FDA cracks down on vape companies

Marketing to minors under attack by new anti-vape program

With vaping on the rise in American high schools, the U.S Food and Drug Administration (FDA) is taking steps to reduce the extent to which vaping retailers target minors.

The FDA has recently increased its efforts to prevent kids from acquiring e-cigarettes. The FDA’s website states that this past summer they cracked down on both online and physical stores when they sent over 1,300 warning letters and fines to retailers illegally selling e-cigarette products to minors.

The FDA also contacted five big retailers to request they deliver a plan for decreasing sales to minors within 60 days. If the companies fail to respond, the FDA claims they could possibly require the companies to stop selling products with flavors.

According to former Cal High assistant principal Bob Spain, who moved to Dougherty Valley last month, Cal students have been affected by vaping retailers.

“We’ve seen an increase [in vaping], without a doubt,” said Spain. “And why is that? Well, I think the vaping companies have targeted adolescents.”

But many people are unsure if the FDA’s campaign will have any effect on teenagers.

“There’ll be a decrease in people who start vaping, but the people that already do it [won’t stop],” said an anonymous junior, who has vaped a couple of times in the past. 

Sophomore Nandini Pathak agreed.

“I don’t know if it’ll make that much of a difference,” Pathak said. “Because what can retailers really do to try and prevent teenagers from getting their hands on vaping devices? It’s already illegal, it’s already hard to get access to them, but people still get their hands on them.”

Spain believes that there is only one way to raise awareness about the dangers of vaping.

“If there’s a consequence at the end of it that we can identify as death or something that bad, then people will begin to look at it,” Spain said.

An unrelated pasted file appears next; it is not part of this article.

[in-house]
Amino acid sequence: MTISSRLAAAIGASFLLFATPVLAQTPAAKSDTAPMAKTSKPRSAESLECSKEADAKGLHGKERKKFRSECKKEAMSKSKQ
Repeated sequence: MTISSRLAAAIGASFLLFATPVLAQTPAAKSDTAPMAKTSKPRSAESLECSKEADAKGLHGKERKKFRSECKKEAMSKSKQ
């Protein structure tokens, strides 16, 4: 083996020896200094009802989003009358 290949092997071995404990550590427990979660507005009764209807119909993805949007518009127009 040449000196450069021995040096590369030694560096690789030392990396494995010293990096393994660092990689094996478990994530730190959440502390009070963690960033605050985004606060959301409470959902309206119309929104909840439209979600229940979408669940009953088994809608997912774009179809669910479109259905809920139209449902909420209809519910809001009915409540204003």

Flavored products are one reason people believe vaping companies are targeting younger audiences.

“The troubling reality is that e-cigarettes are the most commonly used tobacco product among middle and high school students, and flavors are identified as one of the top three reasons for use,” FDA Commissioner Scott Gottlieb, M.D. said in an official statement according to FDA.gov.

Tobacco companies purposefully flavor their products in order to appeal to kids, according to FlavorsHookKids.org, which is affiliated with the California Department of Public Health.

“The use of flavors such as cotton candy or different fruits will only appeal to kids and young adults,” junior Sarah Zhang said.

The flavors that appeal to kids are even more harmful than regular menthol and tobacco flavors that adults tend to use, according to The Atlantic.

In a study conducted on tadpoles coauthored by Amanda Dickinson, a developmental biologist at the Virginia Commonwealth University, only two of six flavors caused the tadpoles to develop facial defects, said The Atlantic.

Both were complex flavors, involving words like “strawberry” ,“caramel” “berries”,  and “citrus”, amongst many more.

Concern for this issue prompted the Marin County Board of Supervisors to recently consider a new ordinance prohibiting the sale of flavored tobacco products, according to NBC Bay Area. 

The board unanimously approved on Oct. 30 the decision to ban flavored tobacco and a final vote (for what??)will be held in the upcoming weeks.

Cities such as San Francisco and Oakland have already banned the sale of flavored tobacco products, and more cities may follow in the future, according to CNN.